Bookbinding is a humble pursuit. Rarely does it receive the attention and glamour afforded to other ancient crafts. Unlike the silversmith or the glassblower, whose talents are immediately obvious, the binder’s craft of construction is largely concealed. Durability and function are foremost in the bookbinder’s mind; theirs is a role of guardianship – they serve to protect the book’s contents, guaranteeing its access for generations of readers.
But what if a book’s binding was a story in itself? Could we appreciate and value the intricacy and complexity of its sewing system, its control centre in many ways, if we knew why it was sewn in a particular style? Hidden from view, we hardly spare a thought for its purpose, and yet, the bookbinder does. In fact, there are always reasons why these skilled craftsmen and women choose to bind a book in a certain way.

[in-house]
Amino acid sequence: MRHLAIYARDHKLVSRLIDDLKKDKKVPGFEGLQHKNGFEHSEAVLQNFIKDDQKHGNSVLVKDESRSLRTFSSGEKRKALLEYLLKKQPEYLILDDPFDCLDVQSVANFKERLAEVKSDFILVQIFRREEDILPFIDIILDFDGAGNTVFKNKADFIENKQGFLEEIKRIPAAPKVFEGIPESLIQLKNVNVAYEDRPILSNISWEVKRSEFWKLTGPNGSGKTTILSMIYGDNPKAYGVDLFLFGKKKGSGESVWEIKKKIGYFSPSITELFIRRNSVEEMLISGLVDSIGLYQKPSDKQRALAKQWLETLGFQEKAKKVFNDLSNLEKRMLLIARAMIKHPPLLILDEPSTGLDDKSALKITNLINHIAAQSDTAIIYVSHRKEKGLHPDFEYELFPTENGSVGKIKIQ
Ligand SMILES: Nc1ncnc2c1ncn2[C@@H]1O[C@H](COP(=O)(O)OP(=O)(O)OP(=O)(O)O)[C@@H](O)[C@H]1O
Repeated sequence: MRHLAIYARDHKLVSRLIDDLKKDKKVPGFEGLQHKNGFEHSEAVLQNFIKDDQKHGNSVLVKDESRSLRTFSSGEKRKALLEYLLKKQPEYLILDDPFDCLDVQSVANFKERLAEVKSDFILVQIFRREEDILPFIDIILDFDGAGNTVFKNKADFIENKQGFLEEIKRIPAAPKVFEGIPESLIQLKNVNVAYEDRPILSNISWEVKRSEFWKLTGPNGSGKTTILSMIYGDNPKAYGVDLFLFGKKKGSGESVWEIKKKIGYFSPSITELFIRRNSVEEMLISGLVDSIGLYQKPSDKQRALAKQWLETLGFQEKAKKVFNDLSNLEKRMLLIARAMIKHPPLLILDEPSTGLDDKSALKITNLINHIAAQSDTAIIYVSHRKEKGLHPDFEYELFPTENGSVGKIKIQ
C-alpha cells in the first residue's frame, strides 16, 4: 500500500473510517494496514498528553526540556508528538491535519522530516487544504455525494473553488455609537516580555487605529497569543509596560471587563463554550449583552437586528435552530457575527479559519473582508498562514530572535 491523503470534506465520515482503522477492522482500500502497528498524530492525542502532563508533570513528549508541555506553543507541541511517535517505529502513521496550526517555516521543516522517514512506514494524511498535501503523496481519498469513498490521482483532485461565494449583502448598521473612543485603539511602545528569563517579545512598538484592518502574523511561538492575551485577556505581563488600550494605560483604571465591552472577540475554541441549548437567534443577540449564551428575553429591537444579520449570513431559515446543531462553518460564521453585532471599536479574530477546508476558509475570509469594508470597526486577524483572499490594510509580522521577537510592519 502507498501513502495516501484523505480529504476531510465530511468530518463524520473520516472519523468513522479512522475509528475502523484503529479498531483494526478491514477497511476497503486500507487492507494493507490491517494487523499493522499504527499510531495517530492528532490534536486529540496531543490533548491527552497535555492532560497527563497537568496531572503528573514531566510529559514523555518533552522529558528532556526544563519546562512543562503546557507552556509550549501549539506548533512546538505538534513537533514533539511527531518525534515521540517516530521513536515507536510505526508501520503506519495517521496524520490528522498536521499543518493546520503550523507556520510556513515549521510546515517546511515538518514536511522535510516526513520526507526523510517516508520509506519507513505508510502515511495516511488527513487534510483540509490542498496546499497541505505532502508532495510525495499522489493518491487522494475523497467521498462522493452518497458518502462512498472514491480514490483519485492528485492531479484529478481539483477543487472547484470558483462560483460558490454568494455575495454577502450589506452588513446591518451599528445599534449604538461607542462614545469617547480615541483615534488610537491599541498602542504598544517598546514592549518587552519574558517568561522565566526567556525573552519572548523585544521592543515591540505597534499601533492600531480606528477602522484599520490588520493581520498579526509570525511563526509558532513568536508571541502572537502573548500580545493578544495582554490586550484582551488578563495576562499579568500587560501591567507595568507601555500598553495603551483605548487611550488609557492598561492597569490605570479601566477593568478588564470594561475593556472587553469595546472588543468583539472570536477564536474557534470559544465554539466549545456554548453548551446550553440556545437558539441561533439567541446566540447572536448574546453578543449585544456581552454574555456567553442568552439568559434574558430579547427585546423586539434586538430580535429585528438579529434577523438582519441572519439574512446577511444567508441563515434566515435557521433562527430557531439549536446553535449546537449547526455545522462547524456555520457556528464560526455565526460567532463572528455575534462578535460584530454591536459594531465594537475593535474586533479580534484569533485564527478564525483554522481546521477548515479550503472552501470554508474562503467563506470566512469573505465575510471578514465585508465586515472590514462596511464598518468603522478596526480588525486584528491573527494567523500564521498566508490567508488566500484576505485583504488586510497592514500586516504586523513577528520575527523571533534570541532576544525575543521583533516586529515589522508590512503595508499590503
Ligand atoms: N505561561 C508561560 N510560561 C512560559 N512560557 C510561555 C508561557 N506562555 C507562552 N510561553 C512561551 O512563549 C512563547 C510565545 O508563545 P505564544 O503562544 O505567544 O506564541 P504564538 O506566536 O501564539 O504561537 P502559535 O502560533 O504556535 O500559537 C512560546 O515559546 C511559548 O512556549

A binding tells us as much, if not more, about a book’s provenance than an owner’s signature or bookplate. It assists librarians and historians to date and place a work. It provides insight into an owner’s economic and social standing. It imparts information about the spread of ideas, customs, technologies and artistic tastes of the time. It reflects the perceived significance of the book’s content and, importantly, it tells us exactly how a book was intended to be used and how it was actually used.
From forwarding to finishing, and all of the steps in between, this exhibition celebrates the bookbinder, and the unique combination of utility, dexterity and artistry required to excel at this ancient craft. On display will be a variety of exposed bindings; old, rare and fine bindings; bookbinding supplies, and tools and equipment from Rare Books & Special Collections and the curator’s personal collection.
In 2018 this display was converted into Rare Book & Special Collections’ first major online exhibition:
When: 31 July – 29 September 2017
Location: Rare Books & Special Collections, Level 1, Barr Smith Library, North Tce Campus
Contact: Lee Hayes
Phone: 08 8313 5224